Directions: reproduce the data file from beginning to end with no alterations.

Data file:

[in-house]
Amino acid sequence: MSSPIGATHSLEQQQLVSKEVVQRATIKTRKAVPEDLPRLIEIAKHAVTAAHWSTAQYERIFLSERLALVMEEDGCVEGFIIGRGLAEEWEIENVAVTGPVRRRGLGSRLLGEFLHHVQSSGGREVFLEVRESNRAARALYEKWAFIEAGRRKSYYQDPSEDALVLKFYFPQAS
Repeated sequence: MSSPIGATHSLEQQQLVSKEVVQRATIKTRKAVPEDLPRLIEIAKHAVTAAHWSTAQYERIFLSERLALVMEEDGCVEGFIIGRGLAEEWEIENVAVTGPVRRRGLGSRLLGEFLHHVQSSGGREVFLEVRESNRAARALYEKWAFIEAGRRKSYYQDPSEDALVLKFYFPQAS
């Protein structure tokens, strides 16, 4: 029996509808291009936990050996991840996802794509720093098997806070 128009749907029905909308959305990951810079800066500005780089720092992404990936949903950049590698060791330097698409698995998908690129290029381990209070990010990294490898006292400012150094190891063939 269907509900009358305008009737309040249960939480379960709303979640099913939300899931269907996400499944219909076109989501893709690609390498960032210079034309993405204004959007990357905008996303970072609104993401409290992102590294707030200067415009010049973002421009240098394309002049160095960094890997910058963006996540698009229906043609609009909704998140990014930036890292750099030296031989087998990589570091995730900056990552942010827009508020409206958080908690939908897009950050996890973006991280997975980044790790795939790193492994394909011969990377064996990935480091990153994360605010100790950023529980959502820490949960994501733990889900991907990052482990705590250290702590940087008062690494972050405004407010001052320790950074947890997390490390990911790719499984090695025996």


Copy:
[in-house]
Amino acid sequence: MSSPIGATHSLEQQQLVSKEVVQRATIKTRKAVPEDLPRLIEIAKHAVTAAHWSTAQYERIFLSERLALVMEEDGCVEGFIIGRGLAEEWEIENVAVTGPVRRRGLGSRLLGEFLHHVQSSGGREVFLEVRESNRAARALYEKWAFIEAGRRKSYYQDPSEDALVLKFYFPQAS
Repeated sequence: MSSPIGATHSLEQQQLVSKEVVQRATIKTRKAVPEDLPRLIEIAKHAVTAAHWSTAQYERIFLSERLALVMEEDGCVEGFIIGRGLAEEWEIENVAVTGPVRRRGLGSRLLGEFLHHVQSSGGREVFLEVRESNRAARALYEKWAFIEAGRRKSYYQDPSEDALVLKFYFPQAS
């Protein structure tokens, strides 16, 4: 029996509808291009936990050996991840996802794509720093098997806070 128009749907029905909308959305990951810079800066500005780089720092992404990936949903950049590698060791330097698409698995998908690129290029381990209070990010990294490898006292400012150094190891063939 269907509900009358305008009737309040249960939480379960709303979640099913939300899931269907996400499944219909076109989501893709690609390498960032210079034309993405204004959007990357905008996303970072609104993401409290992102590294707030200067415009010049973002421009240098394309002049160095960094890997910058963006996540698009229906043609609009909704998140990014930036890292750099030296031989087998990589570091995730900056990552942010827009508020409206958080908690939908897009950050996890973006991280997975980044790790795939790193492994394909011969990377064996990935480091990153994360605010100790950023529980959502820490949960994501733990889900991907990052482990705590250290702590940087008062690494972050405004407010001052320790950074947890997390490390990911790719499984090695025996």